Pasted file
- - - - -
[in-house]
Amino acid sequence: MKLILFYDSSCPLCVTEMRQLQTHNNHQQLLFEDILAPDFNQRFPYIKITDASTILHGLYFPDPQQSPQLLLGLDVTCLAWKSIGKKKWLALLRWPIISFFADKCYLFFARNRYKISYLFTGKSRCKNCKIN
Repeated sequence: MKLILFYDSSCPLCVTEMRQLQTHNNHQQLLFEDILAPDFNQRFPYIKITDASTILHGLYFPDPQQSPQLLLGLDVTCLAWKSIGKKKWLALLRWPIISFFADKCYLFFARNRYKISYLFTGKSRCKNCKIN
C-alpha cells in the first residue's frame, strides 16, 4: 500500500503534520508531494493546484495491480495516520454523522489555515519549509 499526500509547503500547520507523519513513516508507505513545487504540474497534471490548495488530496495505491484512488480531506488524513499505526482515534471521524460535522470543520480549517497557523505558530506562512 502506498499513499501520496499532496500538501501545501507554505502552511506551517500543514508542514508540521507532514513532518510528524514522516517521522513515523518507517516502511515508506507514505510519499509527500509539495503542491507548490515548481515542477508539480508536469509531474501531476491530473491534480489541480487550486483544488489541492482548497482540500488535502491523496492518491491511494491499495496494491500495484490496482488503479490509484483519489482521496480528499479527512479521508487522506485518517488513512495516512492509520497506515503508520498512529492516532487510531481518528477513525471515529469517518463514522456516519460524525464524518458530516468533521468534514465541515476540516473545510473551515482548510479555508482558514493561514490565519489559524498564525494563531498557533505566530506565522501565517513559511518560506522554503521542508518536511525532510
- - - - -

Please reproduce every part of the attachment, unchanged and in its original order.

[in-house]
Amino acid sequence: MKLILFYDSSCPLCVTEMRQLQTHNNHQQLLFEDILAPDFNQRFPYIKITDASTILHGLYFPDPQQSPQLLLGLDVTCLAWKSIGKKKWLALLRWPIISFFADKCYLFFARNRYKISYLFTGKSRCKNCKIN
Repeated sequence: MKLILFYDSSCPLCVTEMRQLQTHNNHQQLLFEDILAPDFNQRFPYIKITDASTILHGLYFPDPQQSPQLLLGLDVTCLAWKSIGKKKWLALLRWPIISFFADKCYLFFARNRYKISYLFTGKSRCKNCKIN
C-alpha cells in the first residue's frame, strides 16, 4: 500500500503534520508531494493546484495491480495516520454523522489555515519549509 499526500509547503500547520507523519513513516508507505513545487504540474497534471490548495488530496495505491484512488480531506488524513499505526482515534471521524460535522470543520480549517497557523505558530506562512 502506498499513499501520496499532496500538501501545501507554505502552511506551517500543514508542514508540521507532514513532518510528524514522516517521522513515523518507517516502511515508506507514505510519499509527500509539495503542491507548490515548481515542477508539480508536469509531474501531476491530473491534480489541480487550486483544488489541492482548497482540500488535502491523496492518491491511494491499495496494491500495484490496482488503479490509484483519489482521496480528499479527512479521508487522506485518517488513512495516512492509520497506515503508520498512529492516532487510531481518528477513525471515529469517518463514522456516519460524525464524518458530516468533521468534514465541515476540516473545510473551515482548510479555508482558514493561514490565519489559524498564525494563531498557533505566530506565522501565517513559511518560506522554503521542508518536511525532510